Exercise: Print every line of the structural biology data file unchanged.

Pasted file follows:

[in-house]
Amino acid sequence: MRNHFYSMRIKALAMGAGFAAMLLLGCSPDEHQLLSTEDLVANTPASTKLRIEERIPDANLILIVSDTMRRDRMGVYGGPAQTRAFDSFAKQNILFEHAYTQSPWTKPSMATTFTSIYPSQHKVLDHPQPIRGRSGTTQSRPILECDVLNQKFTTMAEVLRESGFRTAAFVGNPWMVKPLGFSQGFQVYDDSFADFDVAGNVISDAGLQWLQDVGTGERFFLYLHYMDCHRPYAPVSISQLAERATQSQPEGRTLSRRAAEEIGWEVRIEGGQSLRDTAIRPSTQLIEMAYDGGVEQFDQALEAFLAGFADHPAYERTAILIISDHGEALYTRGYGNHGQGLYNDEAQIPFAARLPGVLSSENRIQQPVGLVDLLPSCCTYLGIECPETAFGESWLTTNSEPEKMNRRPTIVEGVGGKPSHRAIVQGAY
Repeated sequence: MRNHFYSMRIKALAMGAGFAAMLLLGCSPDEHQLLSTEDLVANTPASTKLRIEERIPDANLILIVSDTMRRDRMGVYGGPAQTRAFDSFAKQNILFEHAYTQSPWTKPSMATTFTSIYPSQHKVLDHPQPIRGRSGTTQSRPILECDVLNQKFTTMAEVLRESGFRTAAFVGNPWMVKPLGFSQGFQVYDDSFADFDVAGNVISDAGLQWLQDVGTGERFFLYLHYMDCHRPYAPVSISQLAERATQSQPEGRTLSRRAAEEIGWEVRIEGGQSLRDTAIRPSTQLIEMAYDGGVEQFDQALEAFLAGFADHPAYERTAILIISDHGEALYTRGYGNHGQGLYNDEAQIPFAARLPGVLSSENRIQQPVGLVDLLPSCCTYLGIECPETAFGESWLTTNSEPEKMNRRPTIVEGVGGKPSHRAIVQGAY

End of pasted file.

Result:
[in-house]
Amino acid sequence: MRNHFYSMRIKALAMGAGFAAMLLLGCSPDEHQLLSTEDLVANTPASTKLRIEERIPDANLILIVSDTMRRDRMGVYGGPAQTRAFDSFAKQNILFEHAYTQSPWTKPSMATTFTSIYPSQHKVLDHPQPIRGRSGTTQSRPILECDVLNQKFTTMAEVLRESGFRTAAFVGNPWMVKPLGFSQGFQVYDDSFADFDVAGNVISDAGLQWLQDVGTGERFFLYLHYMDCHRPYAPVSISQLAERATQSQPEGRTLSRRAAEEIGWEVRIEGGQSLRDTAIRPSTQLIEMAYDGGVEQFDQALEAFLAGFADHPAYERTAILIISDHGEALYTRGYGNHGQGLYNDEAQIPFAARLPGVLSSENRIQQPVGLVDLLPSCCTYLGIECPETAFGESWLTTNSEPEKMNRRPTIVEGVGGKPSHRAIVQGAY
Repeated sequence: MRNHFYSMRIKALAMGAGFAAMLLLGCSPDEHQLLSTEDLVANTPASTKLRIEERIPDANLILIVSDTMRRDRMGVYGGPAQTRAFDSFAKQNILFEHAYTQSPWTKPSMATTFTSIYPSQHKVLDHPQPIRGRSGTTQSRPILECDVLNQKFTTMAEVLRESGFRTAAFVGNPWMVKPLGFSQGFQVYDDSFADFDVAGNVISDAGLQWLQDVGTGERFFLYLHYMDCHRPYAPVSISQLAERATQSQPEGRTLSRRAAEEIGWEVRIEGGQSLRDTAIRPSTQLIEMAYDGGVEQFDQALEAFLAGFADHPAYERTAILIISDHGEALYTRGYGNHGQGLYNDEAQIPFAARLPGVLSSENRIQQPVGLVDLLPSCCTYLGIECPETAFGESWLTTNSEPEKMNRRPTIVEGVGGKPSHRAIVQGAY